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Complex systems approach for sports injuries: moving from risk factor identification to injury pattern recognition—narrative review and new concept
  1. N F N Bittencourt1,
  2. W H Meeuwisse2,
  3. L D Mendonça3,
  4. A Nettel-Aguirre4,
  5. J M Ocarino5,
  6. S T Fonseca5
  1. 1Physical Therapy Department, Minas Tenis Clube and Uni-BH University, Minas Gerais, Belo Horizonte, Brazil
  2. 2Sport Injury Prevention Research Centre, Faculty of Kinesiology, University of Calgary, Alberta, Canada
  3. 3Physical Therapy Department, Universidade dos Vales do Jequitinhonha e Mucuri, Minas Gerais, Diamantina, Brazil
  4. 4Departments of Paediatrics and Community Health Sciences, University of Calgary, Alberta, Canada
  5. 5Graduate Program in Rehabilitation Science, Physical Therapy Department, Universidade Federal de Minas Gerais, Minas Gerais, Diamantina, Brazil
  1. Correspondence to Dr ST Fonseca, Graduate Program in Rehabilitation Science, Physical Therapy Department, Universidade Federal de Minas Gerais, Minas Gerais, Avenida Presidênte Antônio Carlos, 6627—Pampulha, Belo Horizonte—MG 31270-901, Brazil; sfonseca{at}ufmg.br

Abstract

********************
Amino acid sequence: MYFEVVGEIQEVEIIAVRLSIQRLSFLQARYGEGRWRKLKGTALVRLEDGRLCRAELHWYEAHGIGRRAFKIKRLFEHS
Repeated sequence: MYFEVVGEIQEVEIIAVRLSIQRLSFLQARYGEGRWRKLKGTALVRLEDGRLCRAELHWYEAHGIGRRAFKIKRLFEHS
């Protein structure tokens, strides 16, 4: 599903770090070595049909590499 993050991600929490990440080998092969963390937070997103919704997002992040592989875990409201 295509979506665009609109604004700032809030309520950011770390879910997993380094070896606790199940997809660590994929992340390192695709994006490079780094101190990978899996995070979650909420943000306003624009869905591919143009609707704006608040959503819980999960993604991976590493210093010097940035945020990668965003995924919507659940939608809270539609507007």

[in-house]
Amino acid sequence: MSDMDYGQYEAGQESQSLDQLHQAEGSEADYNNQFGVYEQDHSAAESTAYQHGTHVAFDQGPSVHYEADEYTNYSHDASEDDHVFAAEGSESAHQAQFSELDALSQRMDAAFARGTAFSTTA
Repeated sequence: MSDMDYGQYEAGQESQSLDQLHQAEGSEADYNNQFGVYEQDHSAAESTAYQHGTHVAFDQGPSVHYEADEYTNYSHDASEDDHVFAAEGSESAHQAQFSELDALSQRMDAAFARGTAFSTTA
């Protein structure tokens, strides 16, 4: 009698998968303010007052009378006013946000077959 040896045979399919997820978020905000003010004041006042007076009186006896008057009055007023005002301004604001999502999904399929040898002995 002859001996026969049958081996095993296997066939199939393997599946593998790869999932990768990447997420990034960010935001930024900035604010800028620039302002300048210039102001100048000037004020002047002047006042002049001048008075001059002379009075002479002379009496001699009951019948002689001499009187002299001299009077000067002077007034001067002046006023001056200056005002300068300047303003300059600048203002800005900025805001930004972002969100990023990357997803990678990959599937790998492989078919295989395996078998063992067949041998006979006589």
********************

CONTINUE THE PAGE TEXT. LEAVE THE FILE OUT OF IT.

Injury prediction is one of the most challenging issues in sports and a key component for injury prevention. Sports injuries aetiology investigations have assumed a reductionist view in which a phenomenon has been simplified into units and analysed as the sum of its basic parts and causality has been seen in a linear and unidirectional way. This reductionist approach relies on correlation and regression analyses and, despite the vast effort to predict sports injuries, it has been limited in its ability to successfully identify predictive factors. The majority of human health conditions are complex. In this sense, the multifactorial complex nature of sports injuries arises not from the linear interaction between isolated and predictive factors, but from the complex interaction among a web of determinants. Thus, the aim of this conceptual paper was to propose a complex system model for sports injuries and to demonstrate how the implementation of complex system thinking may allow us to better address the complex nature of the sports injuries aetiology. According to this model, we should identify features that are hallmarks of complex systems, such as the pattern of relationships (interactions) among determinants, the regularities (profiles) that simultaneously characterise and constrain the phenomenon and the emerging pattern that arises from the complex web of determinants. In sports practice, this emerging pattern may be related to injury occurrence or adaptation. This novel view of preventive intervention relies on the identification of regularities or risk profile, moving from risk factors to risk pattern recognition.

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